Articles Posted in Disability at Workplace

One of the hallmarks and great advantages of California disability laws, which encompasses employers’ obligation to engage in interactive process to find reasonable accommodations to qualifying employees with a disability or a medical condition, is its flexibility. Generally, the employer must consider various solutions to accommodating an employee and be reasonable creative and considering different types of things that the company can do to help the disabled worker remain in the workforce.
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One of such accommodations, which can be particularly relevant in cases where an employee has a psychological/mental disability is working from home. In Humphrey v. Memorial Hospitals Association, the Ninth Circuit specifically noted that allowing an employee who suffered from OCD (obsessive compulsive disorder) to work from home can be one type of reasonable accommodation that should be considered if it may be effective and if performing that employee’s job duties from home would not impose undue hardship on the employer. In that case, the other fact that was helpful to plaintiff is demonstrating that some of her co-workers worked from home, while she was denied that accommodation, and that company had a policy of allowing employee to work from home.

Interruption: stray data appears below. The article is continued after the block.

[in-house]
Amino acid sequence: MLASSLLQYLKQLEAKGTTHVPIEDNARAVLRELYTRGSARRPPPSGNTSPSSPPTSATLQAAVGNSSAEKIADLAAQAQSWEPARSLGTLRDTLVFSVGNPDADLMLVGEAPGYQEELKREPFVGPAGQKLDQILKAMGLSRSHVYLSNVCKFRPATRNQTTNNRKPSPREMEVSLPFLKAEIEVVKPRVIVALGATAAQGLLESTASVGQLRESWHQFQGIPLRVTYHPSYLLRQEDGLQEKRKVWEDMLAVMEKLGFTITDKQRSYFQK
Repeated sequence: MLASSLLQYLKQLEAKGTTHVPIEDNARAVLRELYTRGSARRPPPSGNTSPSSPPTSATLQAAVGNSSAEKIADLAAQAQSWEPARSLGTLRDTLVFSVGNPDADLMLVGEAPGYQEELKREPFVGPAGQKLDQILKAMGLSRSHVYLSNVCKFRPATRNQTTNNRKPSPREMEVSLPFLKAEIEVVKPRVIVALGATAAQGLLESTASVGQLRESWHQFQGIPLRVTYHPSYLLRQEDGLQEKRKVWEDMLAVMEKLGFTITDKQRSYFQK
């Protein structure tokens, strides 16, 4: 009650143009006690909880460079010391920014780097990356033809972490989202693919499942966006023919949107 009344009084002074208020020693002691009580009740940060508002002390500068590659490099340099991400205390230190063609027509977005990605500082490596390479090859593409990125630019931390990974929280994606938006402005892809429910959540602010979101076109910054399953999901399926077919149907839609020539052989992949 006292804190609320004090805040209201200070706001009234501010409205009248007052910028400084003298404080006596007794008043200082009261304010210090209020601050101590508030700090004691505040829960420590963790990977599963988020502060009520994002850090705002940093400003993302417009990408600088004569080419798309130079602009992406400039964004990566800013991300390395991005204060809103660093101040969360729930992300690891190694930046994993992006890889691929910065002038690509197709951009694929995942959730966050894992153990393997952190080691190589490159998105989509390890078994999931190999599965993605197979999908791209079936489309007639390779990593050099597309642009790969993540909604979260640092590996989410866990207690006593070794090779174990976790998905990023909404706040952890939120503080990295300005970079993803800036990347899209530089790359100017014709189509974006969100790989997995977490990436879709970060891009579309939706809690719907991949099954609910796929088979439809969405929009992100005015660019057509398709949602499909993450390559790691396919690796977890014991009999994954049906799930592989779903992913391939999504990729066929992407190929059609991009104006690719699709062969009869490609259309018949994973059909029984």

Even though the employer argued that there was no guarantee that working from home would be an effective accommodation to claimant, the court was not persuaded, as one doctor’s testimony that working from home could have been effective was sufficient to trigger liability against the employer for failure to provide such an accommodation.